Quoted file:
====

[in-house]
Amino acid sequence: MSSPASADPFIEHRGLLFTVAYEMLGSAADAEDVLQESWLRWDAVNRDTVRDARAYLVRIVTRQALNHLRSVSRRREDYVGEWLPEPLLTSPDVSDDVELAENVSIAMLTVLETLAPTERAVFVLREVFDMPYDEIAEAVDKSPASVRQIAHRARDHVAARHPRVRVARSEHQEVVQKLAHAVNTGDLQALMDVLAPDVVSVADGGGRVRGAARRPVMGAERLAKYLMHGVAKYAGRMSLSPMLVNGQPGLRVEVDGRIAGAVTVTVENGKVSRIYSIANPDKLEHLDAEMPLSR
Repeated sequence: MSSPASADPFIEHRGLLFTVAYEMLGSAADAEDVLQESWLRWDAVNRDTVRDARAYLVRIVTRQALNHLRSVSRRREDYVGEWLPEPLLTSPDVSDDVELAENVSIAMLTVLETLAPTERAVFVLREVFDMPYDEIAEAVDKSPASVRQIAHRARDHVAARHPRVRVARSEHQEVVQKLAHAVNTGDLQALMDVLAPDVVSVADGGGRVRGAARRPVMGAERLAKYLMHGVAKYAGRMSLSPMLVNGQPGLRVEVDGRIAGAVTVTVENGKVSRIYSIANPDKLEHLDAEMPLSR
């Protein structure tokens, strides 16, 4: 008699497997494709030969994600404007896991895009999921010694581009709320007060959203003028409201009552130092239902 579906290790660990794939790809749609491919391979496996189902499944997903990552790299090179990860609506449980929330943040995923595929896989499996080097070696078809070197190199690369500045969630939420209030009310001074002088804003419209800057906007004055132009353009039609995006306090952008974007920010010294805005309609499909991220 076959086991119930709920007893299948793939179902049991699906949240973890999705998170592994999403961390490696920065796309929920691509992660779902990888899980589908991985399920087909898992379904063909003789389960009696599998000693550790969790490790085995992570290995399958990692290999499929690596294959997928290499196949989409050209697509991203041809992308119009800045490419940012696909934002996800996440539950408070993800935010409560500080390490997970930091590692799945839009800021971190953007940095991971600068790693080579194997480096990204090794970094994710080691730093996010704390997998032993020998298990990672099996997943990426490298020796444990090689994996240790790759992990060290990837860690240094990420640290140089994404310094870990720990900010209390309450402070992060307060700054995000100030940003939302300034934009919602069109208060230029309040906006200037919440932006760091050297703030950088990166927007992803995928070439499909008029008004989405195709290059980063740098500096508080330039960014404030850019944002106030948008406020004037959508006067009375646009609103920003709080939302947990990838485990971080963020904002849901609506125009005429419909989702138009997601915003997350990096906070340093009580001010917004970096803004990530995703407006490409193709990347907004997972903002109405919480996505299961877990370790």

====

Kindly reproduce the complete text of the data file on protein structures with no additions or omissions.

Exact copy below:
[in-house]
Amino acid sequence: MSSPASADPFIEHRGLLFTVAYEMLGSAADAEDVLQESWLRWDAVNRDTVRDARAYLVRIVTRQALNHLRSVSRRREDYVGEWLPEPLLTSPDVSDDVELAENVSIAMLTVLETLAPTERAVFVLREVFDMPYDEIAEAVDKSPASVRQIAHRARDHVAARHPRVRVARSEHQEVVQKLAHAVNTGDLQALMDVLAPDVVSVADGGGRVRGAARRPVMGAERLAKYLMHGVAKYAGRMSLSPMLVNGQPGLRVEVDGRIAGAVTVTVENGKVSRIYSIANPDKLEHLDAEMPLSR
Repeated sequence: MSSPASADPFIEHRGLLFTVAYEMLGSAADAEDVLQESWLRWDAVNRDTVRDARAYLVRIVTRQALNHLRSVSRRREDYVGEWLPEPLLTSPDVSDDVELAENVSIAMLTVLETLAPTERAVFVLREVFDMPYDEIAEAVDKSPASVRQIAHRARDHVAARHPRVRVARSEHQEVVQKLAHAVNTGDLQALMDVLAPDVVSVADGGGRVRGAARRPVMGAERLAKYLMHGVAKYAGRMSLSPMLVNGQPGLRVEVDGRIAGAVTVTVENGKVSRIYSIANPDKLEHLDAEMPLSR
């Protein structure tokens, strides 16, 4: 008699497997494709030969994600404007896991895009999921010694581009709320007060959203003028409201009552130092239902 579906290790660990794939790809749609491919391979496996189902499944997903990552790299090179990860609506449980929330943040995923595929896989499996080097070696078809070197190199690369500045969630939420209030009310001074002088804003419209800057906007004055132009353009039609995006306090952008974007920010010294805005309609499909991220 076959086991119930709920007893299948793939179902049991699906949240973890999705998170592994999403961390490696920065796309929920691509992660779902990888899980589908991985399920087909898992379904063909003789389960009696599998000693550790969790490790085995992570290995399958990692290999499929690596294959997928290499196949989409050209697509991203041809992308119009800045490419940012696909934002996800996440539950408070993800935010409560500080390490997970930091590692799945839009800021971190953007940095991971600068790693080579194997480096990204090794970094994710080691730093996010704390997998032993020998298990990672099996997943990426490298020796444990090689994996240790790759992990060290990837860690240094990420640290140089994404310094870990720990900010209390309450402070992060307060700054995000100030940003939302300034934009919602069109208060230029309040906006200037919440932006760091050297703030950088990166927007992803995928070439499909008029008004989405195709290059980063740098500096508080330039960014404030850019944002106030948008406020004037959508006067009375646009609103920003709080939302947990990838485990971080963020904002849901609506125009005429419909989702138009997601915003997350990096906070340093009580001010917004970096803004990530995703407006490409193709990347907004997972903002109405919480996505299961877990370790």